Global Commerce

In the 17th century, the Dutch dominated world-spanning routes linking ports in Europe, Africa, Asia, and the Americas. Dutch trading companies flourished in part by devising financial systems we still use today such as money transfers, the stock exchange, and the centralized bank. But their success was also built on the appropriation of overseas territory and the brutal system of slavery.

This gallery features a range of works that evoke Dutch trade networks stretching from the North Sea to the Indian Ocean and the Sea of Japan. Paintings include seascapes by Willem van de Velde the Younger and Ludolf Bakhuizen, as well as still lifes depicting a variety of local and imported commodities, including precious glassware produced in Antwerp and blue-and-white porcelain from China. Three volumes of Joan Blaeu’s Atlas maior illustrate cartography’s connection to capitalism.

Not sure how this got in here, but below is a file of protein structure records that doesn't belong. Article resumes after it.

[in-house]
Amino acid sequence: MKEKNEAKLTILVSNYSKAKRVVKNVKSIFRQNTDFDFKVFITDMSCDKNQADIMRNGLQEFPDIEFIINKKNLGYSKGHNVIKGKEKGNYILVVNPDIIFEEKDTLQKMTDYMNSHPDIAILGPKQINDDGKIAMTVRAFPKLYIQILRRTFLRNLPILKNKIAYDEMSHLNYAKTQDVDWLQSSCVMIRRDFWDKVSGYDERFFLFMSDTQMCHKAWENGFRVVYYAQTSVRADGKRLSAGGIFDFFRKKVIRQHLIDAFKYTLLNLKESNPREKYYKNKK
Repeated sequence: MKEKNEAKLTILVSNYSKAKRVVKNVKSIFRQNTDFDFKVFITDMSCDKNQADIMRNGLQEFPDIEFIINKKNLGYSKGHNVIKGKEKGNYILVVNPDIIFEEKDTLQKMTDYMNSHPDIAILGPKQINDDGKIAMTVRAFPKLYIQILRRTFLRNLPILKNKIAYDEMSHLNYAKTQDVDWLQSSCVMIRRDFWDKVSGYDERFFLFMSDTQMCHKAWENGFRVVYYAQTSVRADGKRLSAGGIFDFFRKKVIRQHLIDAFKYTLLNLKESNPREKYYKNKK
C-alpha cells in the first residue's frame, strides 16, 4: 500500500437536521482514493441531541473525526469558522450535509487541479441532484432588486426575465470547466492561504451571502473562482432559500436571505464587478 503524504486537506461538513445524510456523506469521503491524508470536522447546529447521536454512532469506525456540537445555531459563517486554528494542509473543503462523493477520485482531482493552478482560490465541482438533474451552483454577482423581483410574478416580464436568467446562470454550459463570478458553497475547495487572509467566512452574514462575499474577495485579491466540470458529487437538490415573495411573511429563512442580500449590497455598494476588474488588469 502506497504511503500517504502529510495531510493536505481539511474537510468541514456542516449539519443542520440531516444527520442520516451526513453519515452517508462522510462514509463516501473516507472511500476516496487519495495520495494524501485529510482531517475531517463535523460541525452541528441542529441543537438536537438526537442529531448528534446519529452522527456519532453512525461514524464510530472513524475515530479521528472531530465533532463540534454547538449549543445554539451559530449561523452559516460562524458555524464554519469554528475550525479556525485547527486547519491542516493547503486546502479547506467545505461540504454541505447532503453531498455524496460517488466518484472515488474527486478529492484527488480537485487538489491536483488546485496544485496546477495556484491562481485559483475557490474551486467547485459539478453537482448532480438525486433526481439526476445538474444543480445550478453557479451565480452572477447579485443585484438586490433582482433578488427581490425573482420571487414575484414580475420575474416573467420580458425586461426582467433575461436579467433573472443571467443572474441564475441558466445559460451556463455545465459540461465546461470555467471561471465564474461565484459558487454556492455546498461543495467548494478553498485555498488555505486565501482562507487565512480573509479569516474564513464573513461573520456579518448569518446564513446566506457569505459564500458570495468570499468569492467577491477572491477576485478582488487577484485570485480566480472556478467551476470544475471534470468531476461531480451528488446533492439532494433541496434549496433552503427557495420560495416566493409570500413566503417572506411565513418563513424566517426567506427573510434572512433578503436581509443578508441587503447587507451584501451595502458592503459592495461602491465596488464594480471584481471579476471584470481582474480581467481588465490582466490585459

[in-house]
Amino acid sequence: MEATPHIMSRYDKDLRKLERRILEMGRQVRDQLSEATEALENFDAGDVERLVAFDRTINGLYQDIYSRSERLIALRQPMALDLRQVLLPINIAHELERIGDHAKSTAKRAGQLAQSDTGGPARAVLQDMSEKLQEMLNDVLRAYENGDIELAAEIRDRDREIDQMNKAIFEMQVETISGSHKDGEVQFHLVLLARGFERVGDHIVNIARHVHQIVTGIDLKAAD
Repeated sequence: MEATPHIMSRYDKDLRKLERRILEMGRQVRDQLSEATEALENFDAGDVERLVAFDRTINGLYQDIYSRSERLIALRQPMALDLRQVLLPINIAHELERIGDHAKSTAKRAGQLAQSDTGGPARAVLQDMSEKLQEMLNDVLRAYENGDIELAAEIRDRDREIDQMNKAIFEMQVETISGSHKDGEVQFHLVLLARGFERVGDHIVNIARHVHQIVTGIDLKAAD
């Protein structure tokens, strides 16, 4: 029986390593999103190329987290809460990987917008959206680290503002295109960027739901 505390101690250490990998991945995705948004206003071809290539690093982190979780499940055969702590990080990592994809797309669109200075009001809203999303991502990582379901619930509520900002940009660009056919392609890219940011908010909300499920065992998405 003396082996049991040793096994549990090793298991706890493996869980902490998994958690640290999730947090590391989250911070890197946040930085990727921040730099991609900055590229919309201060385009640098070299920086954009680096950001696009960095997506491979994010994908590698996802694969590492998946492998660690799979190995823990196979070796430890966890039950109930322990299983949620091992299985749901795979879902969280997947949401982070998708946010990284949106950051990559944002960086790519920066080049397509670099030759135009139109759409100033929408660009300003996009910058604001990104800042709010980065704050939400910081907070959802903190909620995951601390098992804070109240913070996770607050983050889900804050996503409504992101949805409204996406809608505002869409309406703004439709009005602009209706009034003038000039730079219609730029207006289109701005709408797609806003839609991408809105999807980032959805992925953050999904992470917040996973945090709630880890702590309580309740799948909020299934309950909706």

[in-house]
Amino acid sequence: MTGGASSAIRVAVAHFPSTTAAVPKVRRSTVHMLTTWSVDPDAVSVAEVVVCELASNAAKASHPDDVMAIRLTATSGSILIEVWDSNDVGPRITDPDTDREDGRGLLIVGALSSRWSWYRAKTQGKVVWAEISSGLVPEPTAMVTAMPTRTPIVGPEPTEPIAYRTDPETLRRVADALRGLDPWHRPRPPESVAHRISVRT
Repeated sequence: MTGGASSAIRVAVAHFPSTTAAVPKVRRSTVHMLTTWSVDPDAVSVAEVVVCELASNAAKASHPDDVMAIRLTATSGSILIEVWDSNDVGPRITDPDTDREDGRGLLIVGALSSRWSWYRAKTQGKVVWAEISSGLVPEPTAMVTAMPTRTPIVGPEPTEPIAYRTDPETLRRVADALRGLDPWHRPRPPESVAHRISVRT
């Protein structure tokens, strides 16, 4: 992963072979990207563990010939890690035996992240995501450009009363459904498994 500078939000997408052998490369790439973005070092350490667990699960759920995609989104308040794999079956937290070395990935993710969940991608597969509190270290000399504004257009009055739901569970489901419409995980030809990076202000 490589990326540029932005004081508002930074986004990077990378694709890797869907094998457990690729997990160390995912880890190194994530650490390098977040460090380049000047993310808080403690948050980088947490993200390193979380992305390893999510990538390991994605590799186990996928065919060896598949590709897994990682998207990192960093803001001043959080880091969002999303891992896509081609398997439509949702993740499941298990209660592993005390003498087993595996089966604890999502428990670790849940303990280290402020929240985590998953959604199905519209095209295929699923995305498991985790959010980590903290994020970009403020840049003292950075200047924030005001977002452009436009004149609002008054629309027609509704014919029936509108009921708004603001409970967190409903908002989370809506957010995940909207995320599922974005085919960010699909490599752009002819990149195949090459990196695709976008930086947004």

Despite their benign appearance, the still lifes in this gallery raise questions about the darker history of international trade. Sugar, a main ingredient of the delicacies in many paintings, was produced in Brazil by enslaved laborers from Africa. The gallery’s juxtaposition of still lifes, a Brazilian landscape painting, and a map of Brazil with a mill highlights the previously overlooked connections between sugar consumption, plantation labor, and slavery.

An advisory group of subject specialists beyond the MFA informed the interpretation of this gallery. The group’s participants were Pepijn Brandon, assistant professor of History, Free University of Amsterdam; Mary Hicks, assistant professor of History, University of Chicago; Jessie Park, Nina and Lee Griggs Assistant Curator of European Art, Yale University Art Gallery; Nasser Rabbat, Aga Khan Professor of Islamic Architecture, Massachusetts Institute of Technology; and Michael Zell, associate professor of Art History, Boston University.​

  • Leo and Phyllis Beranek Gallery (Gallery 243)